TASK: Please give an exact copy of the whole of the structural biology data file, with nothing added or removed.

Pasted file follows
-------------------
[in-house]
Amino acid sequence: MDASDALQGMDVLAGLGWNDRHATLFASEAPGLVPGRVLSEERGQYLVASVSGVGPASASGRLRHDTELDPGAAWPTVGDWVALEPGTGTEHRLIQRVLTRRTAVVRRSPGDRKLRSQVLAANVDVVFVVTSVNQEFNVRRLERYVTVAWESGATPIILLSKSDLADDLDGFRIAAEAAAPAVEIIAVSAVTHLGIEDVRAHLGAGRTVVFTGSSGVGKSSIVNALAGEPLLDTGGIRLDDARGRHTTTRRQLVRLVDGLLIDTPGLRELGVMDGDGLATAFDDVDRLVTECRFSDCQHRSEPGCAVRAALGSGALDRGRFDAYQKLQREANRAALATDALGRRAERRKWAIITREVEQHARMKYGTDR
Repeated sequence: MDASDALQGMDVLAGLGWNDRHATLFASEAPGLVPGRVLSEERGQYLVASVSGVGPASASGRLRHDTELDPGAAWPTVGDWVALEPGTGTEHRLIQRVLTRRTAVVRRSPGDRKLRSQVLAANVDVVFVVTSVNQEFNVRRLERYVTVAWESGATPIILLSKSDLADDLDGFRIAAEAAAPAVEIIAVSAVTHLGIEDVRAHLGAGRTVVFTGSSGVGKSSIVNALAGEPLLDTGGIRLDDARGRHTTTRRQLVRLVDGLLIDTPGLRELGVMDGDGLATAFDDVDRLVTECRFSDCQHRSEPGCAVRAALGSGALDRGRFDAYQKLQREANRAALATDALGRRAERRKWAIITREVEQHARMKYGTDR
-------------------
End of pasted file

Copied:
[in-house]
Amino acid sequence: MDASDALQGMDVLAGLGWNDRHATLFASEAPGLVPGRVLSEERGQYLVASVSGVGPASASGRLRHDTELDPGAAWPTVGDWVALEPGTGTEHRLIQRVLTRRTAVVRRSPGDRKLRSQVLAANVDVVFVVTSVNQEFNVRRLERYVTVAWESGATPIILLSKSDLADDLDGFRIAAEAAAPAVEIIAVSAVTHLGIEDVRAHLGAGRTVVFTGSSGVGKSSIVNALAGEPLLDTGGIRLDDARGRHTTTRRQLVRLVDGLLIDTPGLRELGVMDGDGLATAFDDVDRLVTECRFSDCQHRSEPGCAVRAALGSGALDRGRFDAYQKLQREANRAALATDALGRRAERRKWAIITREVEQHARMKYGTDR
Repeated sequence: MDASDALQGMDVLAGLGWNDRHATLFASEAPGLVPGRVLSEERGQYLVASVSGVGPASASGRLRHDTELDPGAAWPTVGDWVALEPGTGTEHRLIQRVLTRRTAVVRRSPGDRKLRSQVLAANVDVVFVVTSVNQEFNVRRLERYVTVAWESGATPIILLSKSDLADDLDGFRIAAEAAAPAVEIIAVSAVTHLGIEDVRAHLGAGRTVVFTGSSGVGKSSIVNALAGEPLLDTGGIRLDDARGRHTTTRRQLVRLVDGLLIDTPGLRELGVMDGDGLATAFDDVDRLVTECRFSDCQHRSEPGCAVRAALGSGALDRGRFDAYQKLQREANRAALATDALGRRAERRKWAIITREVEQHARMKYGTDR